Saudi Arabia's credit rating lowered

Moody's says Riyadh's economy move slowly for the next five years.
By Daniel J. Graeber Follow @dan_graeber Contact the Author   |  May 16, 2016 at 5:55 AM
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FRANKFURT, Germany, May 16 (UPI) -- While strong when compared with other sovereign credit ratings, Saudi Arabia's fiscal health remains under threat from low oil prices, Moody's said.

Moody's Investors Service said the drop in crude oil prices, off more than 50 percent since the middle of 2014, has undermined the economy and finances for Saudi Arabia. As a result, the long-term rating for the country was lowered one notch from Aa3 to A1.

According to Moody's, Saudi Arabia's nominal gross domestic product declined around 13 percent last year and should shrink another 5 percent in 2016. Though crude oil prices have recovered strongly so far this year, the ratings agency said it will be another three years before the Saudi economy returns to levels from before 2014, when crude oil prices started moving lower.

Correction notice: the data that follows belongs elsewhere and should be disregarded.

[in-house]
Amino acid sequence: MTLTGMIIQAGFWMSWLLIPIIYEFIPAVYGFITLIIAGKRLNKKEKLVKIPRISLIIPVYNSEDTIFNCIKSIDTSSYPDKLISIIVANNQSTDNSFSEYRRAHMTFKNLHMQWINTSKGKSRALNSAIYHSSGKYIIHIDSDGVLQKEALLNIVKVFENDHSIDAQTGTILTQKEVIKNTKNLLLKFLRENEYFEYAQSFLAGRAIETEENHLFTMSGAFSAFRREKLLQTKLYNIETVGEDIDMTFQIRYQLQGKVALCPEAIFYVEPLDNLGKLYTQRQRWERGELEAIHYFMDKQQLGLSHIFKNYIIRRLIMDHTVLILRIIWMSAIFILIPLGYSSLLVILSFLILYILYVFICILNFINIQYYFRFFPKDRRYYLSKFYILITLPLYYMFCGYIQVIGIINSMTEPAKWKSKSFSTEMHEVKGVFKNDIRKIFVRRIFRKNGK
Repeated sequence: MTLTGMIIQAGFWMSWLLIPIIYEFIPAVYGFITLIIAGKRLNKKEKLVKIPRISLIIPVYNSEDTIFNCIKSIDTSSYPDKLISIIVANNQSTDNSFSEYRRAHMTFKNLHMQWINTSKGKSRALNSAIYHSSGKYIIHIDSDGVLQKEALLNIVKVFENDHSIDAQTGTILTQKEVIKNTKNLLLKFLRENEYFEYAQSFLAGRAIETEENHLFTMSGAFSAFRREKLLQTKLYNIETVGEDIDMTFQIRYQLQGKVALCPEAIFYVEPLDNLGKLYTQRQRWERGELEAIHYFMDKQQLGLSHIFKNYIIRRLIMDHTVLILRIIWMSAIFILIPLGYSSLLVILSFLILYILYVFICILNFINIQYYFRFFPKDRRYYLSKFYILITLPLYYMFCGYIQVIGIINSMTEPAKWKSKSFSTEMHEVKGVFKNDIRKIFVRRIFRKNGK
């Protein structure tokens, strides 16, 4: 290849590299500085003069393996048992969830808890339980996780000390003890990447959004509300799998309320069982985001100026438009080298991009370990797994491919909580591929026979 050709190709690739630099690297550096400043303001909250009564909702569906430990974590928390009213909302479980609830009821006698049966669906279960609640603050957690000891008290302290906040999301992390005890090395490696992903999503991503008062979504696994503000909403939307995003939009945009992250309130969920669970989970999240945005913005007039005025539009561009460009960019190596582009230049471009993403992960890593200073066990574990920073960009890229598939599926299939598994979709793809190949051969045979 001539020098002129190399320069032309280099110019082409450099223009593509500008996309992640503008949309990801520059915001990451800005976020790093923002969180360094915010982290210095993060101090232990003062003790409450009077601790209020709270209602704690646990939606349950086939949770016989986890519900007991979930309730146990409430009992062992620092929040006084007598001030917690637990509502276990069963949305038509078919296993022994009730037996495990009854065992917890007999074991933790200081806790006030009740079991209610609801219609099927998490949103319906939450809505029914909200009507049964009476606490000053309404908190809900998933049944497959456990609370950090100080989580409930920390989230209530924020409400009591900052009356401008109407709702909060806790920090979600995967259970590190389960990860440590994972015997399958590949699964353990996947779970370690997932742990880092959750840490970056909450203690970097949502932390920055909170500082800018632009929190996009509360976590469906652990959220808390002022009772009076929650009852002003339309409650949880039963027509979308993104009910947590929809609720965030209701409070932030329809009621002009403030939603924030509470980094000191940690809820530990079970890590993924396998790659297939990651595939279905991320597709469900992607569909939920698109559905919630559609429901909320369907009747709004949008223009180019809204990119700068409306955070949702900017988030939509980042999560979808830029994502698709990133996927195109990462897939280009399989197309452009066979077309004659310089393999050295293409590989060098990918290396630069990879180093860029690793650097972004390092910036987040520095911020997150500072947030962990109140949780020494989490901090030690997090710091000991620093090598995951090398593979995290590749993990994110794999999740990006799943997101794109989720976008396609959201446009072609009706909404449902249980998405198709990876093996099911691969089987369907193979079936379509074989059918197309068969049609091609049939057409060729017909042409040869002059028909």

Government finances, meanwhile, have eroded substantially. Moody's expects the government to run a deficit of just under 10 percent of its GDP over the next four years. Over the next five years, Moody's said, the Saudi economy will grow at an average rate of 2 percent, compared with the 5 percent growth rate in the four years ending in 2015.

Looking ahead, the ratings agency said the damage from the slump in crude oil prices left a durable mark on Saudi Arabia's economy.

"A combination of lower growth, higher debt levels and smaller domestic and external buffers leave the kingdom less well positioned to weather future shocks," it said.

An economic agenda, dubbed Vision 2030, aims to boost Saudi Arabia's non-oil revenue and relies in part on raising money through the public listing of shares in the Saudi Arabian Oil Co.

"While the government has ambitious and comprehensive plans to address the shock by diversifying its economic and fiscal base, those plans are at an early stage of development and their impact remains uncertain," the rating's agency said in its rationale statement, published from Germany.

Nevertheless, Moody's said the plans to diversify the economy away from oil should stabilize the nation's economy and lead to a recovery in the rating level "over time."

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